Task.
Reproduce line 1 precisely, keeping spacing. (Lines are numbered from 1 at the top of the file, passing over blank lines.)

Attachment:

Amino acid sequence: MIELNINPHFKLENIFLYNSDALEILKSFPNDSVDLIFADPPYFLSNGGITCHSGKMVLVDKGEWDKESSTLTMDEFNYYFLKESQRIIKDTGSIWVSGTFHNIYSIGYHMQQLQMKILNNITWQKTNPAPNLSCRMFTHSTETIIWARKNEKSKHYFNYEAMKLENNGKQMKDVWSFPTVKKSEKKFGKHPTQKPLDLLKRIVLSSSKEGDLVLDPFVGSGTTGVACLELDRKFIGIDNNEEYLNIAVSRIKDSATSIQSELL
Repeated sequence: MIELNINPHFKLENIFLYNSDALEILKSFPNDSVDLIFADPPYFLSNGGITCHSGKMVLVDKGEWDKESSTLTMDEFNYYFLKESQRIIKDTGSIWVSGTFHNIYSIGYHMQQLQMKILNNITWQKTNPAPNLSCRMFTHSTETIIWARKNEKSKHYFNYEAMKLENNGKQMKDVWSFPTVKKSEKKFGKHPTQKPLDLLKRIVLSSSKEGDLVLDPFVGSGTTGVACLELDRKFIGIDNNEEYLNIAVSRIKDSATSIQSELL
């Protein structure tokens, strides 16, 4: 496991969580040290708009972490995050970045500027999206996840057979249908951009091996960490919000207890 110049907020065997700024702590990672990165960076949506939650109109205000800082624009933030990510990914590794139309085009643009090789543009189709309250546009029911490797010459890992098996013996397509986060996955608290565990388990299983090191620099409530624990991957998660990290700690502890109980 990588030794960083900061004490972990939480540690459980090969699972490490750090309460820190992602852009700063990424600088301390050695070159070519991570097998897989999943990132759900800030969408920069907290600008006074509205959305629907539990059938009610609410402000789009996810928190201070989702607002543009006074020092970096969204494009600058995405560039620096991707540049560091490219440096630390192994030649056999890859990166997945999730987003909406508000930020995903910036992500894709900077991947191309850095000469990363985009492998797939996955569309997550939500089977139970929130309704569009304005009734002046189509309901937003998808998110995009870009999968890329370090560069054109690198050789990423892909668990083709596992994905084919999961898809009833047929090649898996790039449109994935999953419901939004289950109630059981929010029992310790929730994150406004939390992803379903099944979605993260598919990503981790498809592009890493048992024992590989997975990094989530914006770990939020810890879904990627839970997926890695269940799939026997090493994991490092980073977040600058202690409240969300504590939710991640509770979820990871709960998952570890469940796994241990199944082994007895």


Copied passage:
Amino acid sequence: MIELNINPHFKLENIFLYNSDALEILKSFPNDSVDLIFADPPYFLSNGGITCHSGKMVLVDKGEWDKESSTLTMDEFNYYFLKESQRIIKDTGSIWVSGTFHNIYSIGYHMQQLQMKILNNITWQKTNPAPNLSCRMFTHSTETIIWARKNEKSKHYFNYEAMKLENNGKQMKDVWSFPTVKKSEKKFGKHPTQKPLDLLKRIVLSSSKEGDLVLDPFVGSGTTGVACLELDRKFIGIDNNEEYLNIAVSRIKDSATSIQSELL